Over this past winter my car was broken into and most of my camera equipment was stolen. Even though I've been on a sort of hiatus with my art I was devastated.
I had been planning on getting back to creating even if on a limited basis. I had even scheduled a shoot that I had been looking forward to for quite some time, a shoot that I had to cancel. I felt defeated, and lost. I felt like my art had been taken away from me. Then I had an epiphany.
Even on my hiatus I had continued to flex my creative muscle by taking landscape photos on my phone and posting them to Facebook and Instagram, using the limited editing apps on my phone and filters on Instagram to exert as much control over the final product as I could. I hadn't given it much respect in my mind as it was just a way of capturing the beautiful Texas skies and showing my friends and keeping a record of my journey. And it was just my phone!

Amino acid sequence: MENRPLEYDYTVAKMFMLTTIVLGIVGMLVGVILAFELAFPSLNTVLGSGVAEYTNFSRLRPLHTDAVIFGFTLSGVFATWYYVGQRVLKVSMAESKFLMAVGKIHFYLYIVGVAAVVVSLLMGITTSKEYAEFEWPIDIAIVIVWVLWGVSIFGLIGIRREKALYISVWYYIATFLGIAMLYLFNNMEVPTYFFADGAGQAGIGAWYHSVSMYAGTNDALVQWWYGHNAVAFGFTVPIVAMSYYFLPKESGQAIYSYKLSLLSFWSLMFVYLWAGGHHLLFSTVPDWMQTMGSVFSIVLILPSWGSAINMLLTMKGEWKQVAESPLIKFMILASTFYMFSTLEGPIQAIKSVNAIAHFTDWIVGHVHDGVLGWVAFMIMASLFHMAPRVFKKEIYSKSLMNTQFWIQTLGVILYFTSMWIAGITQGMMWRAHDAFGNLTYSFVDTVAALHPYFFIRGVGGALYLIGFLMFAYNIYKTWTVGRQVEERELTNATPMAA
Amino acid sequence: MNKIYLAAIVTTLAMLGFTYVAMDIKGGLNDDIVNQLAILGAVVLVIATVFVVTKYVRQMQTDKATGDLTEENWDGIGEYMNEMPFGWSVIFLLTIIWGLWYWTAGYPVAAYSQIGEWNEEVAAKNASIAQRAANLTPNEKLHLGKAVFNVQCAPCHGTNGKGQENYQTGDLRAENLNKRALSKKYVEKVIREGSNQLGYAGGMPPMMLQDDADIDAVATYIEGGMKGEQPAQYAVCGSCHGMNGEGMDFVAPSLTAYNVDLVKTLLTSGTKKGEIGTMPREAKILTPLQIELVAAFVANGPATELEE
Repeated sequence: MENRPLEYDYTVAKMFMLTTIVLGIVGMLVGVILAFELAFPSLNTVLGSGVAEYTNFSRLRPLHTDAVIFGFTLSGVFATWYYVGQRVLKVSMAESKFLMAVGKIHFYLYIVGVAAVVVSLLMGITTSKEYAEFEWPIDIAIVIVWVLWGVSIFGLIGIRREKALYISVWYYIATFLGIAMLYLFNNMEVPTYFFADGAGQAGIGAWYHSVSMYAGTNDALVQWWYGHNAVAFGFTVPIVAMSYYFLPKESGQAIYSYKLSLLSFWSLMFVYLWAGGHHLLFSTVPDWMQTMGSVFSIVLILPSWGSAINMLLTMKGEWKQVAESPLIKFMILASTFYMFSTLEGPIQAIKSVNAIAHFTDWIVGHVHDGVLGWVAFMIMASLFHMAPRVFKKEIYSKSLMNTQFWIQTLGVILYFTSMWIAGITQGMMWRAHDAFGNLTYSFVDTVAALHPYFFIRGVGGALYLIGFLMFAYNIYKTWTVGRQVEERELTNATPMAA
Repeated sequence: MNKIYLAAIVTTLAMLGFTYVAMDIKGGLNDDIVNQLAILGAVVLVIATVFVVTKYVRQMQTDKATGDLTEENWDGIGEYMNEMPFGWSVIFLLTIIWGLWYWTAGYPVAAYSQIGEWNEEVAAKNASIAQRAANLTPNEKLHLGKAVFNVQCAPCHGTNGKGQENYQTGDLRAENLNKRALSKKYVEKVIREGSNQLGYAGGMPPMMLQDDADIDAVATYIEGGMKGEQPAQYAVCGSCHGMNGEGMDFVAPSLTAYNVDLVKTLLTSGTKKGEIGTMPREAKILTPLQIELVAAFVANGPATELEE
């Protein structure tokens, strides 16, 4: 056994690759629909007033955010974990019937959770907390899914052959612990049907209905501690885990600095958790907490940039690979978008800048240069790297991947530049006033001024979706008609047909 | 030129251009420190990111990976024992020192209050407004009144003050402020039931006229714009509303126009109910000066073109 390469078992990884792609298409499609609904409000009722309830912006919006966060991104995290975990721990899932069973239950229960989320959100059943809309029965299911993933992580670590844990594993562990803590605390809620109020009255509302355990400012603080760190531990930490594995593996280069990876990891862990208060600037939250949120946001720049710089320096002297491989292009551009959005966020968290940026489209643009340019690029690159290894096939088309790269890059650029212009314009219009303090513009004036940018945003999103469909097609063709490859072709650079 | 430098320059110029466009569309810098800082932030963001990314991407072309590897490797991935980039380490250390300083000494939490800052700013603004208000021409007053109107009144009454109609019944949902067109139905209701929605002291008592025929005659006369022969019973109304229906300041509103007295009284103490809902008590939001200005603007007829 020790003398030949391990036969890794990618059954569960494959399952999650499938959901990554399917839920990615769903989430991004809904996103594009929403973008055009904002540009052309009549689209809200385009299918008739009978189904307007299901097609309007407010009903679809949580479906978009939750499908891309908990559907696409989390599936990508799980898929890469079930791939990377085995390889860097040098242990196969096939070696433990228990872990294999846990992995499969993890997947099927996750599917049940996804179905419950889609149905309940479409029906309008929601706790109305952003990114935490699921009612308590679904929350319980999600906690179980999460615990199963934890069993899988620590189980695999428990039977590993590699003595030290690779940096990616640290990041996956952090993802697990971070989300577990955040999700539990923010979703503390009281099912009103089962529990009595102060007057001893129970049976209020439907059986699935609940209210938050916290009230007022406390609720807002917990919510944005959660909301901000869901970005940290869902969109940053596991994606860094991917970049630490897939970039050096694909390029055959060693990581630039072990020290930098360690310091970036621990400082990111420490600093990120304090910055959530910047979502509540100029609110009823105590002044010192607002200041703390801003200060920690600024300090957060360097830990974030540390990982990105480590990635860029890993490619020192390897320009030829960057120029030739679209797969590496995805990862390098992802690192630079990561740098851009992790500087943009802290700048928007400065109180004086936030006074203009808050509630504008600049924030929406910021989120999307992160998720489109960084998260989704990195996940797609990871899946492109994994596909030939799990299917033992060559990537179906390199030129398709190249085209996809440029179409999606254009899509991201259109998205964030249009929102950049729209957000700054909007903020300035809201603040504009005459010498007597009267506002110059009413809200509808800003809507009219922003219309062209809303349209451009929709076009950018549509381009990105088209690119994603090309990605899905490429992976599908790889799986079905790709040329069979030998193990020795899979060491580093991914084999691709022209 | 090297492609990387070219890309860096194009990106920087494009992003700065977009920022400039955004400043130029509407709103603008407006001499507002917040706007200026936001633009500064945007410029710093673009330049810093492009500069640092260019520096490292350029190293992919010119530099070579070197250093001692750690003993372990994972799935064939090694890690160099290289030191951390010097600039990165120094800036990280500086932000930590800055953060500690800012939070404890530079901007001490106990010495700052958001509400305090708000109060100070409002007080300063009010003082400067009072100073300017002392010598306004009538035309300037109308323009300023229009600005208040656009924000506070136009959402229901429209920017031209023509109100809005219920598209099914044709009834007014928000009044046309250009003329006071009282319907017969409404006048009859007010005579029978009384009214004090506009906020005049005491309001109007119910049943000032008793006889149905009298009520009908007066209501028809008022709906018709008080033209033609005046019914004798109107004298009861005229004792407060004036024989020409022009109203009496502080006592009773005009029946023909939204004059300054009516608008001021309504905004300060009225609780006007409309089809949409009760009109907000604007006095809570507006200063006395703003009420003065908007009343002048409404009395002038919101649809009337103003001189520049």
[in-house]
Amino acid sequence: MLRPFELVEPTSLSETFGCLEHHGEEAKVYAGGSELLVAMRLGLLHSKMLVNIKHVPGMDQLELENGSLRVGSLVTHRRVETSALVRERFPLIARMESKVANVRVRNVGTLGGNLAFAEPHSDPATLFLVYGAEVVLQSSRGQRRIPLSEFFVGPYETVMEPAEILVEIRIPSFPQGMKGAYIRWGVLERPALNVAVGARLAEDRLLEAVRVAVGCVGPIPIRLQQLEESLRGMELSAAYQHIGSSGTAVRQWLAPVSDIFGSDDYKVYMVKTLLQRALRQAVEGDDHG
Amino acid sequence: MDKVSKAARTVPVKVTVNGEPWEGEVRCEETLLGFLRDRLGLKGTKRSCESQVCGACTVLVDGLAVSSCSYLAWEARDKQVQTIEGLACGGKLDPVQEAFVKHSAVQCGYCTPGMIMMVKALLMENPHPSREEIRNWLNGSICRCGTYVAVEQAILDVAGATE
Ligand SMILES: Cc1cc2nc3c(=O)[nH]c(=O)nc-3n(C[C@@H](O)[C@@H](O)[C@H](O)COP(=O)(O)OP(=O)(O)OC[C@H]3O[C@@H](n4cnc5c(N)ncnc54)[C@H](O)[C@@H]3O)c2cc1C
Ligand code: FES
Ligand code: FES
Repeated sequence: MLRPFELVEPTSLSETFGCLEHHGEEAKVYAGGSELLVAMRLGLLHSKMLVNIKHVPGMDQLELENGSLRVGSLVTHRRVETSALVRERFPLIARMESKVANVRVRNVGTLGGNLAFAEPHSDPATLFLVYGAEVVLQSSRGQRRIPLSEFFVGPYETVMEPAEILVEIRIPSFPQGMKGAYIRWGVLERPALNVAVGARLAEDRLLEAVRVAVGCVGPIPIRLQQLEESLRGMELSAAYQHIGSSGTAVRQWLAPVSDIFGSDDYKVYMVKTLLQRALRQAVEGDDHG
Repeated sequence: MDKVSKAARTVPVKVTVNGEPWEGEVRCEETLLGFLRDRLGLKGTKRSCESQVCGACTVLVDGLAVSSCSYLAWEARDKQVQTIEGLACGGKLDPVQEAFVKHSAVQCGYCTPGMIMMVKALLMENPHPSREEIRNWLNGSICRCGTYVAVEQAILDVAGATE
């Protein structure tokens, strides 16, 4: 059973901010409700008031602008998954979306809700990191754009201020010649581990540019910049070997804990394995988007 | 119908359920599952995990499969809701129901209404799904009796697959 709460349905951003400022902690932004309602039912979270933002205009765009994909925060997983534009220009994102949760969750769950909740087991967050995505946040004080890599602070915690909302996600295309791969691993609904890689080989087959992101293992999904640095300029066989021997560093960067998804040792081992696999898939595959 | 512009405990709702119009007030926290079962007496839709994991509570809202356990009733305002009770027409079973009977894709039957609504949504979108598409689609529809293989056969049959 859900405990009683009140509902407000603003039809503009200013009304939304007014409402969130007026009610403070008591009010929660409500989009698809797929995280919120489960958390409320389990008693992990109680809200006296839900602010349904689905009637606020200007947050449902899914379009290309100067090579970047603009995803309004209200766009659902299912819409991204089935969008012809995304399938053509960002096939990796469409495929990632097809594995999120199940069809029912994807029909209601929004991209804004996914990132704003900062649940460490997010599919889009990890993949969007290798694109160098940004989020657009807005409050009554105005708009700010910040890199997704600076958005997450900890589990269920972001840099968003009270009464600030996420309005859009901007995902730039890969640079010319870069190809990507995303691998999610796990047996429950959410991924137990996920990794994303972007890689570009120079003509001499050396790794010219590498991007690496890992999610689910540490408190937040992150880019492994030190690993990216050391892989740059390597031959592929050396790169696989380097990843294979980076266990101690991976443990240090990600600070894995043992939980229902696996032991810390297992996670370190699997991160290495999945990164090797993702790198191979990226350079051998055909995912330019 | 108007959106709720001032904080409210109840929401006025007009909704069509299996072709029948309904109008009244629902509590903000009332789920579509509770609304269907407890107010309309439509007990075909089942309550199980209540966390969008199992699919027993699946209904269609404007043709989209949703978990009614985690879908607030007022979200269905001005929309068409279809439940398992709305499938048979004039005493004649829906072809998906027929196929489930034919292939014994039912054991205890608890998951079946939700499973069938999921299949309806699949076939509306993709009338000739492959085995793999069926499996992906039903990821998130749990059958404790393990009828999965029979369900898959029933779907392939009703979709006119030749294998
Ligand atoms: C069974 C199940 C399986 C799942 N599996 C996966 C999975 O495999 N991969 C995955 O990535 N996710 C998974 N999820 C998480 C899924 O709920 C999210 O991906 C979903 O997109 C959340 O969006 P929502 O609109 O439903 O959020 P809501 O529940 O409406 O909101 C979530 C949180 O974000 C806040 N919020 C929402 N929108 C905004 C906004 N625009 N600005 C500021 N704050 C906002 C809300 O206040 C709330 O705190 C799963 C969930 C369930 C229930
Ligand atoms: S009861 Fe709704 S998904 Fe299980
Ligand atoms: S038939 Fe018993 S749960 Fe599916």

My epiphany was realizing that it wasn't my equipment that made my art, it was the amount of control I exerted as limited by the tools at my disposal that made my art possible; it didn't matter if I found myself more limited because of a different tool, I could still build my vision using what I had: my Nexus 5 and a few editing apps. And even if I lose these tools, I have others, I can go back to drawing with ballpoint pens on paper or if those aren't available I could scratch at a wall with a stick.
That's what can't be stolen, what can't be taken away from me: my desire to create and my ability to think, to overcome obstacles, to keep moving forward, to keep my vision alive.
To be me.